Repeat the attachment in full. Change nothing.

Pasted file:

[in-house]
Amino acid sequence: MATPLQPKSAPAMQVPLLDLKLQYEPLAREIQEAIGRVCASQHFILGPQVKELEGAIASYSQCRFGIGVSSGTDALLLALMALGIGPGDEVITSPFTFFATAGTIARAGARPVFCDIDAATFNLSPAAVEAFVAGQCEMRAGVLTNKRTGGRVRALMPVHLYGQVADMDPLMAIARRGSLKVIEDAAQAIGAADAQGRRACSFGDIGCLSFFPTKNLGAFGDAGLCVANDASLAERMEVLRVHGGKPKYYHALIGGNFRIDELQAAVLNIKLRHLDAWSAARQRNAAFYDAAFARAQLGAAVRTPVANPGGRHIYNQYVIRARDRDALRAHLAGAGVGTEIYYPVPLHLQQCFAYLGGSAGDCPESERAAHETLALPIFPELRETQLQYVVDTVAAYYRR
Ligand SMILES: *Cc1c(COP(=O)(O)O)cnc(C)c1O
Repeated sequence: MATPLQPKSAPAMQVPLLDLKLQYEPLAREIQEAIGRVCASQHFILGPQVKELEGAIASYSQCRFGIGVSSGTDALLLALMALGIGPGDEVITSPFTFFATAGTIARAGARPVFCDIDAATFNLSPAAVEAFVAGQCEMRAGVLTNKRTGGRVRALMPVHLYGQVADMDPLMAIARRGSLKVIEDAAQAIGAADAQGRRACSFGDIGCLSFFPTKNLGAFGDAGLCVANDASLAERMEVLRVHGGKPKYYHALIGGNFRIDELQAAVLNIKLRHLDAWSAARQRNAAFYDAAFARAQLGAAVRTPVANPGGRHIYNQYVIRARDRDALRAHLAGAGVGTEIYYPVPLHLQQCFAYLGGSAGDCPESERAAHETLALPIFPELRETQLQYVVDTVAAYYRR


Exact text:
[in-house]
Amino acid sequence: MATPLQPKSAPAMQVPLLDLKLQYEPLAREIQEAIGRVCASQHFILGPQVKELEGAIASYSQCRFGIGVSSGTDALLLALMALGIGPGDEVITSPFTFFATAGTIARAGARPVFCDIDAATFNLSPAAVEAFVAGQCEMRAGVLTNKRTGGRVRALMPVHLYGQVADMDPLMAIARRGSLKVIEDAAQAIGAADAQGRRACSFGDIGCLSFFPTKNLGAFGDAGLCVANDASLAERMEVLRVHGGKPKYYHALIGGNFRIDELQAAVLNIKLRHLDAWSAARQRNAAFYDAAFARAQLGAAVRTPVANPGGRHIYNQYVIRARDRDALRAHLAGAGVGTEIYYPVPLHLQQCFAYLGGSAGDCPESERAAHETLALPIFPELRETQLQYVVDTVAAYYRR
Ligand SMILES: *Cc1c(COP(=O)(O)O)cnc(C)c1O
Repeated sequence: MATPLQPKSAPAMQVPLLDLKLQYEPLAREIQEAIGRVCASQHFILGPQVKELEGAIASYSQCRFGIGVSSGTDALLLALMALGIGPGDEVITSPFTFFATAGTIARAGARPVFCDIDAATFNLSPAAVEAFVAGQCEMRAGVLTNKRTGGRVRALMPVHLYGQVADMDPLMAIARRGSLKVIEDAAQAIGAADAQGRRACSFGDIGCLSFFPTKNLGAFGDAGLCVANDASLAERMEVLRVHGGKPKYYHALIGGNFRIDELQAAVLNIKLRHLDAWSAARQRNAAFYDAAFARAQLGAAVRTPVANPGGRHIYNQYVIRARDRDALRAHLAGAGVGTEIYYPVPLHLQQCFAYLGGSAGDCPESERAAHETLALPIFPELRETQLQYVVDTVAAYYRR